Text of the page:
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Unravelling Hair Loss in Women

Unravelling Hair Loss in Women - The Sabi

Maybe it’s vanity or psychological, but our emotional relationship with our hair is an undeniably important one. Consider the myriad of life changes that prompt big hair moves like cutting a bob, getting a fringe or a whole new look, such as a big break up or new life phase like becoming a mother. It can be refreshing, and liberating and shifts energy and confidence. 

But anyone who has experienced hair loss for medical, emotional or hormonal reasons can attest, hair is much more than vanity. The power of hair to affect our self-confidence goes both ways.  Our hair relates to and displays our overall health and wellness. Healthy hair is associated with being shiny and full, but in illness, after surgery, or moments of traumatic life changes like when grieving, experiencing burnout, postpartum or menopause, hair loss can be its own kind of trauma. 

Normal Hair Loss 

You probably notice random strands of hair on the floors and surfaces of your home. We shed about 50-100 strands per day. This is normal hair shedding – when hair falls out, more grows back. If that shedding exceeds 125 strands or so per day with less growing back, you have hair loss which may include a visible widening in your hair part, hairline gaps or emerging bald spots. More than 50% of women will experience this during their lifetime. I am one of them.

My Story

In my early thirties, I hit a perfect storm of stress and difficult life events. I was dealing with divorce, starting a business and within a matter of months, lost my best friend and partner, 13-year-old dog and my lifelong mentor and Godmother who was like a mother to me to breast cancer. This mix of grief, anxiety and chronic stress caused me to steadily lose more and more hair. It was sneaky at first, I didn’t quite know if I was imagining it, but a trip to the hairdresser confirmed this stress was changing my hairline significantly. 

5 years later, I experienced hormonal hair loss after a miscarriage, and then almost a year later again,  due to surgery and anaesthesia after completing a round of IVF. The latter was a frightening experience that lasted for months, with increasing patches of scalp appearing and clumps of hair falling every time I washed or brushed my normally thick, healthy and full hair. 

As someone who has experienced significant hair loss due to hormonal, emotional and physical trauma. I dived into the topic to create this overview of what can trigger sudden or prolonged hair loss, when to be concerned and what can be done about it. 

What Triggers Hair Loss and Why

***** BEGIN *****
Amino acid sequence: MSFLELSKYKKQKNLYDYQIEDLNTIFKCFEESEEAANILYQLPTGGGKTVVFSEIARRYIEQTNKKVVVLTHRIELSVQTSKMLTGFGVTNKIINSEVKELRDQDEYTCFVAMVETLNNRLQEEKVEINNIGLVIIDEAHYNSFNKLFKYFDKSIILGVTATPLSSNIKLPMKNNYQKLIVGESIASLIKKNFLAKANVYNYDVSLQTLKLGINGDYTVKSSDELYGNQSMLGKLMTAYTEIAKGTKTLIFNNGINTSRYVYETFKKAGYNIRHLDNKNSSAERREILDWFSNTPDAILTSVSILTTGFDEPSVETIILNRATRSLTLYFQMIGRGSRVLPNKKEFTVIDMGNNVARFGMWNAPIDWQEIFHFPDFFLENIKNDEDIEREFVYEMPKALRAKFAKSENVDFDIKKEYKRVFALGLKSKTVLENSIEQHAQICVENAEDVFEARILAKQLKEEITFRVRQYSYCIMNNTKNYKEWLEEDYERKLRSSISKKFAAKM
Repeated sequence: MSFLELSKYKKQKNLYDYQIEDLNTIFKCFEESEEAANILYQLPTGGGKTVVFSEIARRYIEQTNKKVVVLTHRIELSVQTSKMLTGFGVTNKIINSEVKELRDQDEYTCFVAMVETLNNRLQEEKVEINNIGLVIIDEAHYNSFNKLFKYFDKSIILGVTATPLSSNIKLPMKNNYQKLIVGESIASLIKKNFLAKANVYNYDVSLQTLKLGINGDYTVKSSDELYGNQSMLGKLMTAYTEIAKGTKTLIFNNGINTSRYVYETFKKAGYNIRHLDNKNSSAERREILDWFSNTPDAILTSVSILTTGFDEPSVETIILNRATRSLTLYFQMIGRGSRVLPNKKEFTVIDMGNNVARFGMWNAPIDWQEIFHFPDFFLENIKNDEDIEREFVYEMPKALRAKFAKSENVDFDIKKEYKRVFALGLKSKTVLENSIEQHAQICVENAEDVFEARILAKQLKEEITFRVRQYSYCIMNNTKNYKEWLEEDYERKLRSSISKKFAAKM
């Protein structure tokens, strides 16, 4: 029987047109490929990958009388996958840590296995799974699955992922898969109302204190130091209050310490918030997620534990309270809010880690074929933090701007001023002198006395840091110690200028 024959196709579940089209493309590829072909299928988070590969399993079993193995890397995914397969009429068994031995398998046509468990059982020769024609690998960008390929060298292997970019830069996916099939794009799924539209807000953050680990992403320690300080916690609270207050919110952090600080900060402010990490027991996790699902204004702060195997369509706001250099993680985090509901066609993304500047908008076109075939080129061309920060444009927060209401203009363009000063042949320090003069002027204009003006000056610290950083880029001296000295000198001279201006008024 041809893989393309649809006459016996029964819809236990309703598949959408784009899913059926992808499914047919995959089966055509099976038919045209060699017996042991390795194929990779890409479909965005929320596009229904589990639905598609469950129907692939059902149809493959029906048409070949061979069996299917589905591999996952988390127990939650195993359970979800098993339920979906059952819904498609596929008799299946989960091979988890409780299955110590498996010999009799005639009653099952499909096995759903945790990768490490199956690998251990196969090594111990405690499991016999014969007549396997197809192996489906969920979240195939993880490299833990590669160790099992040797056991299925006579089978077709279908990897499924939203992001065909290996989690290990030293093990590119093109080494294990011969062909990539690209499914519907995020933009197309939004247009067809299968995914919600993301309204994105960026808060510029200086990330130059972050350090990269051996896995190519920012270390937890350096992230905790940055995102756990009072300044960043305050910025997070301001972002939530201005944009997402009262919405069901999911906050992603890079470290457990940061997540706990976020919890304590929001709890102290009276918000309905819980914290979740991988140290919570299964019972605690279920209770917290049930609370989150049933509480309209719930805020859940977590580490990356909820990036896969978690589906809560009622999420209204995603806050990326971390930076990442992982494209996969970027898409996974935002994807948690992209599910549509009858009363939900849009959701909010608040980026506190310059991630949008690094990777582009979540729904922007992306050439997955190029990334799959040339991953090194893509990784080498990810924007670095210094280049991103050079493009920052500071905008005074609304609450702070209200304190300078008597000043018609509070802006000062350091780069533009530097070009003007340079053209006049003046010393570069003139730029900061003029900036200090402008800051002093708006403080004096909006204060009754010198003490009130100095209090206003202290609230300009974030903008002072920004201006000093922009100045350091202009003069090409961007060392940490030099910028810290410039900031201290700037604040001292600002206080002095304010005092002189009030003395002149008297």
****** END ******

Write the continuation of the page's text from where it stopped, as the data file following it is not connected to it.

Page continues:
Women are five to eight times more likely than men to have thyroid problems and subsequent hair loss related to their disorder

There are five different types of hair loss including four types of alopecia but in this article, we are focusing specifically on Telogen effluvium and Alopecia areata, which is often autoimmune or more commonly thyroid related, which affects women more than men. 

Alopecia Areata (AA)

AA are patches of hair loss anywhere on the body, but commonly on the head, caused by an autoimmune disease, often related to thyroid function. Conditions
such as psoriasis may also trigger it, however more often for women, thyroid issues. Women are five to eight times more likely than men to have thyroid problems. One in eight will develop a thyroid disorder during her lifetime, such as hyper and hypo hypothyroidism, thyroiditis and Hashimoto’s thyroiditis. 

Traditional medicine often treats AA with corticosteroids, topical immunotherapy, and hair transplant surgery, but a holistic approach includes improving the underlying immune system and addressing possible roots of the autoimmune disease or thyroid problems, which may have to do with nutrient deficiencies. Both conventional and holistic medicine link healing and reducing thyroid symptoms can be supported by lifestyle changes

New studies show there is a relationship between AA and low vitamin D levels. Although more evidence is needed, early results also implicate low zinc and iron levels having an impact. If you suspect you may be dealing with this type of hair loss, it is important to seek medical help and if possible, have your thyroid tested. If T3 levels are irregular, which is what doctors test first, insist on testing T4 levels as well, which provides a more accurate picture. 

Telogen effluvium

This type of hair loss is temporary and can occur after a traumatic event, such as surgery, childbirth, or a stressful life event, the type I experienced multiple times. It can also be caused by hormonal changes, nutritional deficiencies, or medication side effects. Telogen effluvium typically causes hair to fall out in clumps or in excessive amounts, but it usually resolves on its own within a few months. Here are the common types of telogen effluvium (TE): 

Emotional and Physical Trauma

We all handle stress differently, and when something feels overwhelming, severe or consists of physical trauma like abuse, injury or surgery, our bodies will process it one way or another. Research has shown that emotional and physical stress can cause an increase in the levels of stress hormones in the body, such as cortisol, which can disrupt the normal hair growth cycle. Additionally, the emotional distress associated with trauma can lead to changes in eating habits, sleep patterns, and overall health, all of which can contribute to hair loss.